A worldwide celebration of board games called International Table Top day took place on April 11th, 2015. As part of the big event, a number of communities and stores within my hometown of Winnipeg put on events. As I was promoting my Kickstarter campaign for a card game in May, I was determined to attend as many events as possible on this day. What followed was a 15 hour odyssey that took me to five separate events.
One of these events was held at a bookstore called McNally Robinson. By this point in the day, it was 6:00 P.M. and I had been going hard for nine hours. After demonstrating the game at a table the store had graciously provided me, I got up and doggedly began to shuffle towards the exit.
As I walked, I pulled out my smart phone and observed my social media activity. I am still new to social media and have yet to fully appreciate the finer nuances of followers. General crowd funding theories state that engaged followers are fundamentally good and generally nobody argues that gaining followers is a bad thing as long as they are a human and not a software algorithm. The more people following you, the bigger the audience that will view your content.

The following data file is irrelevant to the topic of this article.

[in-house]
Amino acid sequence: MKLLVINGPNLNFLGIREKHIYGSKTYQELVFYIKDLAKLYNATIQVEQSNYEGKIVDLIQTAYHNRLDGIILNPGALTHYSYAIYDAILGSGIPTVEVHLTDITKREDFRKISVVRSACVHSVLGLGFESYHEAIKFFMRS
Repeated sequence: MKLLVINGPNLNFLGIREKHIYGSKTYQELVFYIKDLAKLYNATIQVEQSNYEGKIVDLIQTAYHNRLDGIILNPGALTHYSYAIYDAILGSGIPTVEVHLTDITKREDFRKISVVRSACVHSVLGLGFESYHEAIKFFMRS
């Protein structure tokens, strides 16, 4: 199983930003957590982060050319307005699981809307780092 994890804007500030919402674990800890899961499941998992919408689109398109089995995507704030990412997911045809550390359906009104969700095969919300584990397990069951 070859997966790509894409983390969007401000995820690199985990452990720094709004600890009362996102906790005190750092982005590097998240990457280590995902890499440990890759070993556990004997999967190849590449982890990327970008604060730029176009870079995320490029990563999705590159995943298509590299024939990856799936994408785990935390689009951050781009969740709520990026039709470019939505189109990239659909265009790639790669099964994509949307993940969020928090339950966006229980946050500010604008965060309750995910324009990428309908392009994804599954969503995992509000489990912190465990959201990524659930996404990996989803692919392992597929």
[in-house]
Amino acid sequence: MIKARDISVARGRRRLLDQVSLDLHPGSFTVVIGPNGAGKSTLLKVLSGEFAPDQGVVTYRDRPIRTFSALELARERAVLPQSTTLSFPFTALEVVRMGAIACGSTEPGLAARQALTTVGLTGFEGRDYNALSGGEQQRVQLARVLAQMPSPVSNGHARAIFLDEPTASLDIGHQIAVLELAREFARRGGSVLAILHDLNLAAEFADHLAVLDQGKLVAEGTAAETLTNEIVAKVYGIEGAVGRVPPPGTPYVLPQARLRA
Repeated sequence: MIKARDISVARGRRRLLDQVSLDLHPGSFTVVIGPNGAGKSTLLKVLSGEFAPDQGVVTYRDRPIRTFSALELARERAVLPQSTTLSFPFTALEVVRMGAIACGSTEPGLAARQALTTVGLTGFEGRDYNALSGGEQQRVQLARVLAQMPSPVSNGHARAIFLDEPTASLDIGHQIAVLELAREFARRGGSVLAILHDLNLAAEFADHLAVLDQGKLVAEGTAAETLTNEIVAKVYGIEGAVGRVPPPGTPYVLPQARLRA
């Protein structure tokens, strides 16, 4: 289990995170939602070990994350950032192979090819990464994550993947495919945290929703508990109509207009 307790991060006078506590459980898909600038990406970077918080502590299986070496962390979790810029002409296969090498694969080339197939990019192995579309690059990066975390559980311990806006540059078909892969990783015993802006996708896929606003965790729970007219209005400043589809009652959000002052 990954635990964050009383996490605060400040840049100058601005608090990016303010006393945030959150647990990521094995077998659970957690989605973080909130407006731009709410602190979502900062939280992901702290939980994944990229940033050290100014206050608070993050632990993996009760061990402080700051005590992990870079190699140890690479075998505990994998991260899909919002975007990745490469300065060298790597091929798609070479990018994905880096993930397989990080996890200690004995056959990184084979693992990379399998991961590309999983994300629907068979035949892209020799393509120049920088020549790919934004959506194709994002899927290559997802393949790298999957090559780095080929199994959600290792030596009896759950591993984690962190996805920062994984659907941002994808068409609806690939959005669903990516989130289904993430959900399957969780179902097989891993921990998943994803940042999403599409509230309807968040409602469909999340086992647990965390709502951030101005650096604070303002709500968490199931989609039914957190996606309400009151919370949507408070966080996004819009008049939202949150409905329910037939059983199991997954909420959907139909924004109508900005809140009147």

When it comes to Twitter, follower numbers are the most straightforward (if somewhat crude) metric for monitoring your effectiveness. Looking at my phone I was disheartened that I lost several followers since earlier that day despite posting multiple times about audience-relevant board game materials.
Darn, losing followers sucks.